Triangle-bred Merge Records celebrates a 30-year legacy.

by Bryan C. Reed / Photo by Jeremy Lange

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Mac McCaughan and Laura Ballance, respectively the singer/guitarist and bassist of Superchunk, founded Merge Records in 1989 as an outlet for documenting their own band, as well as others in the nascent Chapel Hill scene. 

Rock ‘n roll is not a business—or a lifestyle—often associated with longevity. The music’s impulsive, youth-driven intensity is more often paired with a live-fast, die-young hedonism that has left a lot of untimely casualties. So it’s noteworthy that the Chapel Hill–born, now Durham-based, Merge Records has survived for 30 years—let alone remained on the vanguard of independent rock and pop, and managed to maintain a fiercely independent ethos throughout.

This July, Merge will celebrate its third decade with a series of concerts at the Carolina Theatre and Motorco Music Hall in Durham and at the Cat’s Cradle in Carrboro. Acts, culled from Merge’s massive catalog, include Hiss Golden Messenger, The Mountain Goats, The Rock*A*Teens, Will Butler of Arcade Fire, Lambchop, Superchunk, A Giant Dog, Titus Andronicus, Destroyer, Ibibio Sound Machine, and Waxahatchee. Most of the tickets sold out months in advance.

But as sprawling as the four-day festival—dubbed MRG30—is in both sound and scope, Merge’s origins were much more humble.

Inspired by indie labels like Washington, D.C.’s Dischord and Seattle’s Sub Pop, Mac McCaughan and Laura Ballance, respectively the singer/guitarist and bassist of Superchunk, founded Merge Records in 1989 as an outlet for documenting their own band, as well as others in the nascent Chapel Hill scene. Since then, the label has grown into a stalwart and iconic imprint with milestone releases from The Magnetic Fields, Neutral Milk Hotel, The Arcade Fire, The Mountain Goats, and others in its catalog. But it’s always been an underdog story. 

Recalling the label’s humble beginnings in the 2009 book, Our Noise: The Story of Merge Records, The Indie Label That Got Big and Stayed Small, co-founder Mac McCaughan said, “People ask the question a lot: ‘Why did you decide to put out your own records?’ But it’s not like there was anyone else asking to put them out.”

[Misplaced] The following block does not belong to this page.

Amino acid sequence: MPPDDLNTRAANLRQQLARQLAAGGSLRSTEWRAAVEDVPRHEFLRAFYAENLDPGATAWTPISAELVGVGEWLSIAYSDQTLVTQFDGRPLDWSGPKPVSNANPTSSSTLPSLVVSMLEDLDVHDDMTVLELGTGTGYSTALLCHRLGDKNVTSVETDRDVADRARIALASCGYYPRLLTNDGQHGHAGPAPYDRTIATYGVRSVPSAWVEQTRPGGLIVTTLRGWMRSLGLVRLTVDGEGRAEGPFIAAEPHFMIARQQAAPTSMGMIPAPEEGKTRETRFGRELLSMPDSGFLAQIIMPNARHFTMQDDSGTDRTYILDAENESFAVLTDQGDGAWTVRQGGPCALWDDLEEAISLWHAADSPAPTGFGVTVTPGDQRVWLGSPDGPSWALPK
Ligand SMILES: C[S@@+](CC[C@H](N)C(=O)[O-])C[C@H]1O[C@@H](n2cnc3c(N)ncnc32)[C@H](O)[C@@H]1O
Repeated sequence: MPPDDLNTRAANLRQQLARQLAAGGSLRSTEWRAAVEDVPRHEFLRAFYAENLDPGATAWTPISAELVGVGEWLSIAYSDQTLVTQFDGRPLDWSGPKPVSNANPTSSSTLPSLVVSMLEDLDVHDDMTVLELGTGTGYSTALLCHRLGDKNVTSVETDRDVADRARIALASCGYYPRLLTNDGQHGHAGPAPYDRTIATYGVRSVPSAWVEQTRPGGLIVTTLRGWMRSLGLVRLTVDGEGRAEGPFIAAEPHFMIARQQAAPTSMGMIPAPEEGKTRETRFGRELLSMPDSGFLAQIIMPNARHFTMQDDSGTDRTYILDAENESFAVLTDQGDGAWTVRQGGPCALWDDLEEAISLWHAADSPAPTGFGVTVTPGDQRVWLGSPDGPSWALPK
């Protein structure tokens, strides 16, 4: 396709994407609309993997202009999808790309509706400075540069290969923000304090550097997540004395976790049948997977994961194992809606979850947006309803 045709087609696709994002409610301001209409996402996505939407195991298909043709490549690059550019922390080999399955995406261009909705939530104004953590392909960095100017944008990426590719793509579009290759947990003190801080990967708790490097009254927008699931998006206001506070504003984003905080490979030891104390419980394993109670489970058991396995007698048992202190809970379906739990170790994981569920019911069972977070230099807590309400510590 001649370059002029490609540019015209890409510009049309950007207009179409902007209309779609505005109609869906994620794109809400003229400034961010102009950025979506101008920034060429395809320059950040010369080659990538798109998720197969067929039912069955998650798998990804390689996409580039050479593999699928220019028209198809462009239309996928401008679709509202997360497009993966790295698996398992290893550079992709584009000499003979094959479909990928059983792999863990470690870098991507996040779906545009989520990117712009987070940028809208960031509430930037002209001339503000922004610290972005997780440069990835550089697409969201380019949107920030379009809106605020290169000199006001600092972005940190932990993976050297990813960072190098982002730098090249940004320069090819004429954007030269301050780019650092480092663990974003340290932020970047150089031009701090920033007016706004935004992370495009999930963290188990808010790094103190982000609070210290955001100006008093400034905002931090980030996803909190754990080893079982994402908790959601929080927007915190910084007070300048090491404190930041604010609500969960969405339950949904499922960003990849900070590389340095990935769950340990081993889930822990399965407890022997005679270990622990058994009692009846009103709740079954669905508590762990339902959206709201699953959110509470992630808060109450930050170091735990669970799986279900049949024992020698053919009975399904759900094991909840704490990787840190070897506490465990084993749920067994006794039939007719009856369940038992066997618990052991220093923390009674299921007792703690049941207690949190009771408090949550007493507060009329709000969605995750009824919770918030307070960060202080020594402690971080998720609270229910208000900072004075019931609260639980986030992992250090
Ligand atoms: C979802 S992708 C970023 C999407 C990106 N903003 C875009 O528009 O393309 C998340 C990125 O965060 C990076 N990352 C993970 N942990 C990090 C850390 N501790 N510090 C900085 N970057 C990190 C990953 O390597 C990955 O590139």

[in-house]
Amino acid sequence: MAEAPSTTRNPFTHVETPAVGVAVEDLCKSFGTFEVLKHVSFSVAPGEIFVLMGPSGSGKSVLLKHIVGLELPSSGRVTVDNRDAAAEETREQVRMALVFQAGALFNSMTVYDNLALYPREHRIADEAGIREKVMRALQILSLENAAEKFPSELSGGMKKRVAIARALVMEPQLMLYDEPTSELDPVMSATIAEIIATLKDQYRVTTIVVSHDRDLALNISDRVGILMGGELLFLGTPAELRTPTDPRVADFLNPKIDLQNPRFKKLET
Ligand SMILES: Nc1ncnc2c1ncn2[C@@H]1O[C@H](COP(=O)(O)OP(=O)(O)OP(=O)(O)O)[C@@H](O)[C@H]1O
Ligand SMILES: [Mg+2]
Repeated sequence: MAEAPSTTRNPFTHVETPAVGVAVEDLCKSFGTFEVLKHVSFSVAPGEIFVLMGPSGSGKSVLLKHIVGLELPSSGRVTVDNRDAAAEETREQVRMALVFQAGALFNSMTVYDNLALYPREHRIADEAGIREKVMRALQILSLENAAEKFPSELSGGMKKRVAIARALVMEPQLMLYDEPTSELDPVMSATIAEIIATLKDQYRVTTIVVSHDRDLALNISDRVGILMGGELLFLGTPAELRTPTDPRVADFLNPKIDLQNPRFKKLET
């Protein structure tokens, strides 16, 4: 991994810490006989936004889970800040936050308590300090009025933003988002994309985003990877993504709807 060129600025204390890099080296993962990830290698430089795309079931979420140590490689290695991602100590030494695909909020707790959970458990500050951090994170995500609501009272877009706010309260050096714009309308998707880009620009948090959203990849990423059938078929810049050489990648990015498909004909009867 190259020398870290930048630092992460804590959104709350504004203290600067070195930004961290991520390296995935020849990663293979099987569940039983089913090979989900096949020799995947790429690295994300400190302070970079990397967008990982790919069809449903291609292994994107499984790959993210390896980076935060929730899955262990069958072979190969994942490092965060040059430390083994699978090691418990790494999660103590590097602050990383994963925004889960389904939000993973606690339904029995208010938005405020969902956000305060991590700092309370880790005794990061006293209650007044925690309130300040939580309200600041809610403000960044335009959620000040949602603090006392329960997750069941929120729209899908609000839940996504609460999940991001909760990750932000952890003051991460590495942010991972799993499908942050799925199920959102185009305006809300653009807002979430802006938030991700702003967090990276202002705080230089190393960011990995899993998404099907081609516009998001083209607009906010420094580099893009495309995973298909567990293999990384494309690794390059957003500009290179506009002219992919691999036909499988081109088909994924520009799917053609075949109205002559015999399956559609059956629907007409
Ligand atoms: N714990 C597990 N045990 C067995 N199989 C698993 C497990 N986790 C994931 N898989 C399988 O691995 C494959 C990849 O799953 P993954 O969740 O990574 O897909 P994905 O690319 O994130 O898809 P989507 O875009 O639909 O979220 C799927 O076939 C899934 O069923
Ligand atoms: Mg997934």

To this day, Merge remains true to its underdog ethos. Through the years, the label has offered a home to acts like East River Pipe, Butterglory, and Richard Buckner, who might attract cult followings but aren’t likely to crack the Billboard charts. “I love putting out good records,” Ballance said in Our Noise. “And I don’t care if it sells 500 copies or 250,000.”

Though its early catalog is filled to the brim with anxious and earnest guitar-driven rock music, today Merge artists are as likely to play hooky punk-rooted rock (a la Redd Kross or Superchunk), as narrative folk music (The Mountain Goats or H.C. McEntire, for instance), or bouncy electronic dance pop Ibibio Sound Machine or Sneaks). 

Likewise, the sound and ethos of indie rock has evolved to the point that the terms feel almost useless. The music industry has been in flux, adapting to new digital technologies and business models. Merge, meanwhile, soldiered on with more modest expectations and investments than the major labels that spent the ’90s and ’00s chasing “the next big thing,” even as record sales dwindled.

“We’re in the record business, but we’re in a different record business than what people think of as ‘the record business,’” McCaughan said in Our Noise. “When we read stories about labels taking people to court for having some MP3s on their computer, or complaining that the industry is going down the tubes because of file-sharing, we don’t really relate.”

As the label approaches 700 releases in its catalog, it continues to release vital, compelling music. Merge releases are, on the whole, often critically acclaimed, occasionally successful beyond the indie niche, and always interesting. 

For a quick survey, one need look no further than even a partial list of this year’s releases. Ibibio Sound Machine’s Doko Mien finds the UK/Nigerian ensemble driving funky riffs into modern R&B grooves, with glowing electronic embellishments. The Mountain Goats’ In League With Dragons found the band further adding layers to the sounds surrounding frontman John Darnielle’s detailed songwriting. Imperial Teen fused warm new-wave-leaning synth-pop with elegant pop-rock on How We Say Goodbye, while veteran rockers Redd Kross give alt-rock a stadium-ready boost on Beyond The Door

As much as has changed, in music and its industry, Merge has operated more or less the same. Even though it’s a bit bigger, with a legacy to uphold, the choices in what records bear the Merge stamp still come from the tastes of its co-founders, rather than internet buzz or sales projections. That degree of passion never goes out of style.